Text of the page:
As part of our celebration of National Library Week, April 19–25, we would like to share how the University of Tennessee Libraries is providing remote support to students and instructors in an era of social distancing.
Just a few short months ago, none of us could have imagined that schools and universities would need to move their classes online to protect the health of their students. But, as reports of the COVID-19 pandemic intensified, students were sent home to complete their studies remotely. Public schools scrambled to put tablets into students’ hands, and colleges and universities rushed to move classes online.
University libraries, however, were already well positioned to deliver collections and services in an online learning environment.
“In truth, the average academic library is the most online academic unit on campus, and has been so for decades,” said Steve Smith, dean of libraries at the University of Tennessee.
Like most academic libraries, the UT Libraries has made a sustained investment in electronic resources and library automation, ensuring that every member of the university community can access library collections and services no matter where they are — on campus or halfway across the world.
The University of Tennessee began monitoring the COVID-19 outbreak in January and alerted instructors and staff to plan for a possible transition to online learning and working remotely. On March 11, just before classes were suspended for the annual spring break, Chancellor Donde Plowman announced that at the end of the holiday all instruction would move online. Students were asked to stay home after spring break and participate in online classes from their primary residence.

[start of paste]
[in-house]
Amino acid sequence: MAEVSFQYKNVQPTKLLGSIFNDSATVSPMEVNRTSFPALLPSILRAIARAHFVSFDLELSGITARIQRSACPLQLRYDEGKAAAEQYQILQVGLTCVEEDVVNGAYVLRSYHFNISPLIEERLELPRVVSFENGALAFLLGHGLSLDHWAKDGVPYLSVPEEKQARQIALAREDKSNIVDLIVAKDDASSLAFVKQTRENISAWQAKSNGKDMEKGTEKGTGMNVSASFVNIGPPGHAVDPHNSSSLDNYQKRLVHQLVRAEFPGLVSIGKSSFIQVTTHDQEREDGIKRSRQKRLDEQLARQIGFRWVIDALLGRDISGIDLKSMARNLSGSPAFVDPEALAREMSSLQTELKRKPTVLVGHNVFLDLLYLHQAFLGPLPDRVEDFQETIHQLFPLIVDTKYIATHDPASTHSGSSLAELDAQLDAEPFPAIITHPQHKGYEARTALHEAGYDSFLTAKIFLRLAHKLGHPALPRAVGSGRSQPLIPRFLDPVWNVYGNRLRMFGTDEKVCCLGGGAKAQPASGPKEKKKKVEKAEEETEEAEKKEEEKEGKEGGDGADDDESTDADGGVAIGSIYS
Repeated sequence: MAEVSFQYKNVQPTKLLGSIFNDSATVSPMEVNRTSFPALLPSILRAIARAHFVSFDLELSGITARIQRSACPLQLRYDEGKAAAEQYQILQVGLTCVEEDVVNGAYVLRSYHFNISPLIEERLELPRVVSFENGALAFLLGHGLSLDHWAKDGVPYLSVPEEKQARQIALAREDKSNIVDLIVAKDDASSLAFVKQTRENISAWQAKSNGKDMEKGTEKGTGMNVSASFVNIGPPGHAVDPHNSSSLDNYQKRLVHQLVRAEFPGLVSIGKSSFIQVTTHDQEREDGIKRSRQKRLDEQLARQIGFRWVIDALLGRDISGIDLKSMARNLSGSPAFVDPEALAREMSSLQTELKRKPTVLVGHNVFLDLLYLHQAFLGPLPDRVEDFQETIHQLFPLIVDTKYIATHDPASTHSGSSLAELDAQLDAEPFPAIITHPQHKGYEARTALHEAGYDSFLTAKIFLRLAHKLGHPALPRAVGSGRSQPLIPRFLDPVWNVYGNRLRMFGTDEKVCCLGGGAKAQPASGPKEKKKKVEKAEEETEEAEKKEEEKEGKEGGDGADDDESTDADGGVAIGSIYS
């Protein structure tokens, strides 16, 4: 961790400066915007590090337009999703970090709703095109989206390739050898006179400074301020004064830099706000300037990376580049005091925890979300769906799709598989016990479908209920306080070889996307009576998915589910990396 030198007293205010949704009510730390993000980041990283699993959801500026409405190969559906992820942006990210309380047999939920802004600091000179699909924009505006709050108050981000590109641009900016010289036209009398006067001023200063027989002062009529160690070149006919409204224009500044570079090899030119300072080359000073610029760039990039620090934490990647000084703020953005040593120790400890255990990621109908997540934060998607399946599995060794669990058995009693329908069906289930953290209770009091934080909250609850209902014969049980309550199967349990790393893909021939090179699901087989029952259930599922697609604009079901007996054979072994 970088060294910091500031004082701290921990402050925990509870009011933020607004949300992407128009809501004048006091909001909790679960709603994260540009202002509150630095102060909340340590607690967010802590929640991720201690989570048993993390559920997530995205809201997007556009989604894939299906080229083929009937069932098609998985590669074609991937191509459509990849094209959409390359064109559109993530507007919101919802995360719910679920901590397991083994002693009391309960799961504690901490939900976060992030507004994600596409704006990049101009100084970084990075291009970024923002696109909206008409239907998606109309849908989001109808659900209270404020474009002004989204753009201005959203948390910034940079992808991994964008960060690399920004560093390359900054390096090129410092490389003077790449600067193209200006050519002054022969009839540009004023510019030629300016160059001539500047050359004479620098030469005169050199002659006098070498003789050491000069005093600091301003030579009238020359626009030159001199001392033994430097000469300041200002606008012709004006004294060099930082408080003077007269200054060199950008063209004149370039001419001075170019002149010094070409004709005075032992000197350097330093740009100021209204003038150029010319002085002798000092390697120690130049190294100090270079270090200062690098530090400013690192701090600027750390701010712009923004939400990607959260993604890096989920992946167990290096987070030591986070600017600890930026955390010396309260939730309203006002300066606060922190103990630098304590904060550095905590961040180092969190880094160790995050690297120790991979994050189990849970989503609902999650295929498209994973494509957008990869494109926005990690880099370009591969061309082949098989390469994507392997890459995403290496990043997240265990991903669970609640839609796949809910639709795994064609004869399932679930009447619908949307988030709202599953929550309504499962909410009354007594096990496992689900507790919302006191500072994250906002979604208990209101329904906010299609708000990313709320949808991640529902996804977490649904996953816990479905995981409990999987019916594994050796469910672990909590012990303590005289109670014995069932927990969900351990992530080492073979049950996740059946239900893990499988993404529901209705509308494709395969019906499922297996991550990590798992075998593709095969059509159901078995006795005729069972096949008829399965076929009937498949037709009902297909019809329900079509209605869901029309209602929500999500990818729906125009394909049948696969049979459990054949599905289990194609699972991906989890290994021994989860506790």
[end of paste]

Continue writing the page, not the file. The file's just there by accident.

A few days later, physical access to library buildings was restricted to staff only, and most library staff members began telecommuting from home.
“Restricting access was an emotionally wrenching decision for us. But keeping members of our community safe is our top priority,” Smith said. “Although physical access is restricted, the library is very much open!”
Research assistance has long been available remotely. And as soon as the university began limiting on-campus operations, the Libraries extended its AskUsNow service to 2 a.m., five days a week, and until midnight on Fridays and Saturdays. The AskUSNow service, which answers research and information queries by chat, text, email, and phone, is busier than ever. Librarian Brianne Dosch reports, “A lot of what I’m running into are undergraduates having to navigate off-campus access to library resources for the very first time.”
Each academic discipline has a designated librarian who is available to provide one-on-one research assistance or library instruction in the classroom. Librarians now offer that instruction in the virtual classroom. Dosch, the Libraries’ liaison to the Department of Psychology, said, “Faculty are having me Zoom in to their synchronous sessions and walk their students through off-campus access to the library.”
The transition to online instruction involved far more than merely shifting classes from the lecture hall to a Zoom session. Each presentation, assignment, and exam had to be redesigned for the new online learning environment. The university worked feverishly over the spring break to shift all instruction online. It was a mammoth undertaking — but nimbly accomplished, thanks to pre-planning by instructors and university staff. On March 23, the first day after spring break, over 4,500 classes or meetings took place online with over 70,000 participants.